Part V: Credible Proof

The story of Blake Scholl. Blake finds impressive people to add credibility to his vision.

Part V: Credible Proof
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Part V: Credible proof
Part V: Credible proof
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Be careful. If all you talk about is vision, you'll sound like a TED talk, not a founder. Michael Seibel called Blake out during YC pitch practice, "do you have anything that's real? You sound like you're full of shit."
Blake needed to make "real progress that also looked like progress." Here's how he started: - he recruited impressive advisors - he built quick prototypes - he pre-sold early customers What early progress could you make that would build credibility?
Blake asked the most impressive people he could find to lend their names and expertise. He recruited both technical advisors (like the head of Skunk Works) and commercial advisors (like the former CFO of Virgin America).
Advisors gave him credibility but he needed customers. YC made it clear, "show up on demo day with sales or your goose is cooked." > I remember thinking, how in the world am I going to do that. I'll be lucky to sell to Lufthansa in nine years, let alone nine weeks.
Blake scanned a short list of prospects. Richard Branson, CEO of Virgin Galactic, stood out. He set his sights on getting an LOI from him. Who are your dream advisors or early customers? Who's most likely to bite?
He had an advisor who knew Branson. The advisor sent an email: "hey, the Boom guys are gonna be in Mojave for the spaceship rollout, you should meet with them." Then they sent a cheeky email to the Virgin Galactic team: "hey we're in town to see Richard, can we come to the rollout?"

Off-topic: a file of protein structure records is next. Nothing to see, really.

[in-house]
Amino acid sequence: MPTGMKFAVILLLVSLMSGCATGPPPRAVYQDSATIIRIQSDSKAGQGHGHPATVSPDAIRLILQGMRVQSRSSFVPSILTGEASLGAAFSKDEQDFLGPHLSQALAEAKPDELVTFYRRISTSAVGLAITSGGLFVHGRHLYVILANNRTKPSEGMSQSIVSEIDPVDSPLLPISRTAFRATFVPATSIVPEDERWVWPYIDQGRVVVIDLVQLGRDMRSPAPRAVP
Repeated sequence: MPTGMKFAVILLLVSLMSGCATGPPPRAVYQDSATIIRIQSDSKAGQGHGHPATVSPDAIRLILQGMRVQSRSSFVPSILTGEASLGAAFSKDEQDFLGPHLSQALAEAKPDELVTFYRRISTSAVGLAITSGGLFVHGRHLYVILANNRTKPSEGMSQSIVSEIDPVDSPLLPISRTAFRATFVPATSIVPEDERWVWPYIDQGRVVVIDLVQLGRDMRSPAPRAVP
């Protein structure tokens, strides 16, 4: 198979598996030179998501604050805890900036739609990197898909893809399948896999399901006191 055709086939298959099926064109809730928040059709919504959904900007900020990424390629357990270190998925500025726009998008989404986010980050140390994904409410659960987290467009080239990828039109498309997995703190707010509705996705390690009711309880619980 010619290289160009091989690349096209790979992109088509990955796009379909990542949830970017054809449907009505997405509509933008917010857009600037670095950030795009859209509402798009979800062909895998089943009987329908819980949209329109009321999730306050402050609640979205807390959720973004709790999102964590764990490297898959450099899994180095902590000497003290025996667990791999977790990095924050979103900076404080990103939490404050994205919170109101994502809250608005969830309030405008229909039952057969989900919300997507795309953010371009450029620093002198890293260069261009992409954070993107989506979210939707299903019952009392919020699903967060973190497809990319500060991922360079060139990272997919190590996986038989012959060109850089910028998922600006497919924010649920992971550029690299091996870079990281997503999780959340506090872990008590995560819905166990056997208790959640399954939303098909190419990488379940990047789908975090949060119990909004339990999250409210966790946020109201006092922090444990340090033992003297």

Finally, they got 15 minutes with Branson. They told him they didn't need his money, just a commitment. If they had him as a customer, they could get money elsewhere. He said he'd think about it. Then the night before Demo Day, Virgin Galactic emailed an LOI for the first ten planes. Blake was ecstatic.
The biggest sales advice we got during YC was, "Be persistent. Be more persistent than you think you should be... When you have that feeling that [you're being too annoying] it means you're probably doing it right." And that worked.
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To sell to other airlines, Blake had to figure out what airline CEOs really needed. CEOs certainly didn't need some Boom promise and a 20-year roadmap. They would have retired by then.
Blake discovered that the CEOs wanted branding and option value. They wanted to market themselves as the innovative brand and let customers know they'd be the first in supersonic. They wanted insurance that their competitors wouldn't beat them to it. What do your dream partners want? How can you give it to them?

Story From

YC Founders Collection